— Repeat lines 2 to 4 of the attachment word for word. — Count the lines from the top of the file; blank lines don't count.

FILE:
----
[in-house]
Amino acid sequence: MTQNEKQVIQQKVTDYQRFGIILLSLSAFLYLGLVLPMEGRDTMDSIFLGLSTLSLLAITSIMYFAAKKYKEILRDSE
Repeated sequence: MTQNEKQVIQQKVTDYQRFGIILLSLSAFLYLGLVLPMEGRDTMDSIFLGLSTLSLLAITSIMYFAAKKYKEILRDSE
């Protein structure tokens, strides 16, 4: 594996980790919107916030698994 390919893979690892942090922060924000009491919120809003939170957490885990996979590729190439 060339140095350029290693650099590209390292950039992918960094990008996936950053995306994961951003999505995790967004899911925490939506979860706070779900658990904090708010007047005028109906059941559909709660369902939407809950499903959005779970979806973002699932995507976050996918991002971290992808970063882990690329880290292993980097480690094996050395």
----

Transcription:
Amino acid sequence: MTQNEKQVIQQKVTDYQRFGIILLSLSAFLYLGLVLPMEGRDTMDSIFLGLSTLSLLAITSIMYFAAKKYKEILRDSE
Repeated sequence: MTQNEKQVIQQKVTDYQRFGIILLSLSAFLYLGLVLPMEGRDTMDSIFLGLSTLSLLAITSIMYFAAKKYKEILRDSE
């Protein structure tokens, strides 16, 4: 594996980790919107916030698994 390919893979690892942090922060924000009491919120809003939170957490885990996979590729190439 060339140095350029290693650099590209390292950039992918960094990008996936950053995306994961951003999505995790967004899911925490939506979860706070779900658990904090708010007047005028109906059941559909709660369902939407809950499903959005779970979806973002699932995507976050996918991002971290992808970063882990690329880290292993980097480690094996050395």